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The Unfortunate Rise of Civil Asset Forfeiture

Anaheim office building owned by Tony Jalali at risk for civil asset forfeiture

The United States Constitution provides that the government may not take your property without due process of law. In the criminal law context that usually means that you cannot be punished, or have your property taken unless the government can prove that you committed a crime. Yet, in states and cities across the country, property owners who have never been charged with a crime are having their property taken and sold to fill local budget shortfalls. This process is called civil asset forfeiture.

Under most civil asset forfeiture programs any property associated with a crime can be seized and sold by the local authorities regardless of whether or not the owner of the property is charged with a crime. For example, in Houston, Texas the police seized a Chevy pickup when the man driving the truck was arrested for drunk driving. The problem was, the drunk driver didn’t own the vehicle. He was still making payments to the car dealership. Yet, under Texas law, the dealer who owned the vehicle had to go to court and prove that it was innocent–i.e. that the dealer didn’t know the man it sold the car to was a drunk– in order to get the car back. That case is still in court.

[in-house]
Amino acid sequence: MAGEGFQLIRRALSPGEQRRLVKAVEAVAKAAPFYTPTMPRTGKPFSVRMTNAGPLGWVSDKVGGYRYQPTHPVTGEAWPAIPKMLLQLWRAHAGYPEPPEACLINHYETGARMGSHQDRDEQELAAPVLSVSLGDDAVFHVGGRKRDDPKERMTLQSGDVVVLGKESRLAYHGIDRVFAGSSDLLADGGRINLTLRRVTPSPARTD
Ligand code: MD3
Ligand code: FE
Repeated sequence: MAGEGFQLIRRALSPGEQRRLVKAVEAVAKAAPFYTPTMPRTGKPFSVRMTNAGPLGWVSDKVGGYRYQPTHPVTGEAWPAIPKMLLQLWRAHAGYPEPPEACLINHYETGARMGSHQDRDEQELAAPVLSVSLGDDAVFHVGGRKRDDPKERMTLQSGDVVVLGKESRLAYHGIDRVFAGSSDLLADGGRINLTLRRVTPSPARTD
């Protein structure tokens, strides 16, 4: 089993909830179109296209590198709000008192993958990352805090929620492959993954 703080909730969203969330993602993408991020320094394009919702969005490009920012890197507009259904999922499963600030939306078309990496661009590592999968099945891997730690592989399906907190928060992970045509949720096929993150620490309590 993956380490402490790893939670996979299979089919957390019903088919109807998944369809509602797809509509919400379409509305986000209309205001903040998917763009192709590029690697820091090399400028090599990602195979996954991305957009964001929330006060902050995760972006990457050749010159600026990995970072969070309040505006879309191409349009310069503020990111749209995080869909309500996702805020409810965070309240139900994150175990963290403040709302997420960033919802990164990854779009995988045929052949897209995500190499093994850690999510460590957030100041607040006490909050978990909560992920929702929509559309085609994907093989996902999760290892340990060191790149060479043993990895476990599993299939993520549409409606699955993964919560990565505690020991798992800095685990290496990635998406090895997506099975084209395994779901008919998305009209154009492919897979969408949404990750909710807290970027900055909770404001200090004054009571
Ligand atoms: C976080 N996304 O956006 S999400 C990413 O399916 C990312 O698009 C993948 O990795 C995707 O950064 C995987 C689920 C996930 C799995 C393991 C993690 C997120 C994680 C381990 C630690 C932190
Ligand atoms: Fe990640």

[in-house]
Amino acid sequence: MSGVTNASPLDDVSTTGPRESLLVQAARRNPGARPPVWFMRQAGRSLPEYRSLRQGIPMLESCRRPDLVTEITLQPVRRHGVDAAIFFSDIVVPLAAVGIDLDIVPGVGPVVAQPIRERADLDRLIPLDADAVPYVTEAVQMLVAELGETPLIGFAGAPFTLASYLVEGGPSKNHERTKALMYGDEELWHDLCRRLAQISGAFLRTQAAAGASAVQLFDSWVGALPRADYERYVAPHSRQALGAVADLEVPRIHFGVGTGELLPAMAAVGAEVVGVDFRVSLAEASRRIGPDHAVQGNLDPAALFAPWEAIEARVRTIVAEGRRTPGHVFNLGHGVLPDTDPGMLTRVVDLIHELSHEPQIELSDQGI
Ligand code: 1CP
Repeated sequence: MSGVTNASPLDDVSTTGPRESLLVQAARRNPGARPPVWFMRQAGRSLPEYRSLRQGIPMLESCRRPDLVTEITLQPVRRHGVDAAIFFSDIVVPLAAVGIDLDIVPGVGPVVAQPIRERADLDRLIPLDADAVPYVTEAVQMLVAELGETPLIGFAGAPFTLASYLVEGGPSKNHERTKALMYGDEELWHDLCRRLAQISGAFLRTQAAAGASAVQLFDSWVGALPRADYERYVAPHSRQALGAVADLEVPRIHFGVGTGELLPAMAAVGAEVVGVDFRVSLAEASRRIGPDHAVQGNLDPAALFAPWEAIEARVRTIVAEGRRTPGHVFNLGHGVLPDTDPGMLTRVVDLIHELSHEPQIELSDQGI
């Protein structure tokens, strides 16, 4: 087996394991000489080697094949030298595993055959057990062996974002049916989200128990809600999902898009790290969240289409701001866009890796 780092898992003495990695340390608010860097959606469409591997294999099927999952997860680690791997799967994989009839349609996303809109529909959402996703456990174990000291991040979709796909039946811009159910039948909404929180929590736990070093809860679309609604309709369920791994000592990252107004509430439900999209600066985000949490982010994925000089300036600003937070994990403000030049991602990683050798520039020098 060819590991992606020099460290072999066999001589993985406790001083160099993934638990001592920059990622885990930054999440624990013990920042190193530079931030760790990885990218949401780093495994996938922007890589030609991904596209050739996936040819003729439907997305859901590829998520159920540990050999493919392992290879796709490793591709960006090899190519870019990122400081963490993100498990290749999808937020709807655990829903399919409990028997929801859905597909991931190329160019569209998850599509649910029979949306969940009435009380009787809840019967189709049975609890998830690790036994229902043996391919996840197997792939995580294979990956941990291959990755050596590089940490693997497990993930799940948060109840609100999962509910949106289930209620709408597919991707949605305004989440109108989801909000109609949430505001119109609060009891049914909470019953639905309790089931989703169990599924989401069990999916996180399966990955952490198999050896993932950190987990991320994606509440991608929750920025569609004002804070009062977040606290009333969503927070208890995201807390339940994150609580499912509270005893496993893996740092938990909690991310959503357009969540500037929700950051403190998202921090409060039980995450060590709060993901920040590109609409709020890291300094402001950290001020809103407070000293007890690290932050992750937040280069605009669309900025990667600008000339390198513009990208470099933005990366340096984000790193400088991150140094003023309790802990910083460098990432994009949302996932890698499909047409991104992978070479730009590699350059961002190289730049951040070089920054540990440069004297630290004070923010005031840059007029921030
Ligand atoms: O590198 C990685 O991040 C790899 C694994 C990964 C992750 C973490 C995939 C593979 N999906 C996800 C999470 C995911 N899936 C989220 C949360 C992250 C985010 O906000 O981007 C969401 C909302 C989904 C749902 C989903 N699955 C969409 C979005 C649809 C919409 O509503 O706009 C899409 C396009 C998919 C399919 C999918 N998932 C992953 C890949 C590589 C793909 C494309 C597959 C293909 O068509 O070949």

In another case, a woman lost her only vehicle when her husband was arrested for soliciting a prostitute in the family car. The car was in her name, and she clearly never consented to her husband’s infidelity, yet under that government’s civil asset forfeiture laws the police were able to seize and sell her vehicle for profit.

More recently in California, a landlord nearly lost an entire commercial plaza to the federal government because the tenants were using the building to run a state approved medical marijuana dispensary. The owner was not involved in the tenants’ activities, and the activities in the building were legal under state law. However, because the dispensation of marijuana violates federal law, the federal government attempted to seize the property. Our friends at Institute for Justice were able to get the Federal Government to abandon its efforts.

Yet, the fact that the issue had to go to federal court is troubling. Innocent property owners shouldn’t bear the burden of proving their innocence in order to keep their property. If the government wants to take property, the  burden should be on the government to show that the taking is justified, not the other way around. Indeed, under California state law property cannot be forfeited unless the property owner is convicted of a felony crime.  Unfortunately, local budget shortfalls are pushing governments to find creative ways to try and make money, so unconstitutional civil asset forfeiture laws are becoming more popular.

The Sacramento and Los Angeles property rights lawyers, and the Los Angeles land use lawyer team at Kassouni Law consider property rights the bedrock of a free society. If you have had your Constitutional Property Rights violated by the government through civil asset forfeiture or by any other means, please call the Sacramento and Los Angeles land use lawyers at 877-770-7379 for an evaluation of your legal matter.

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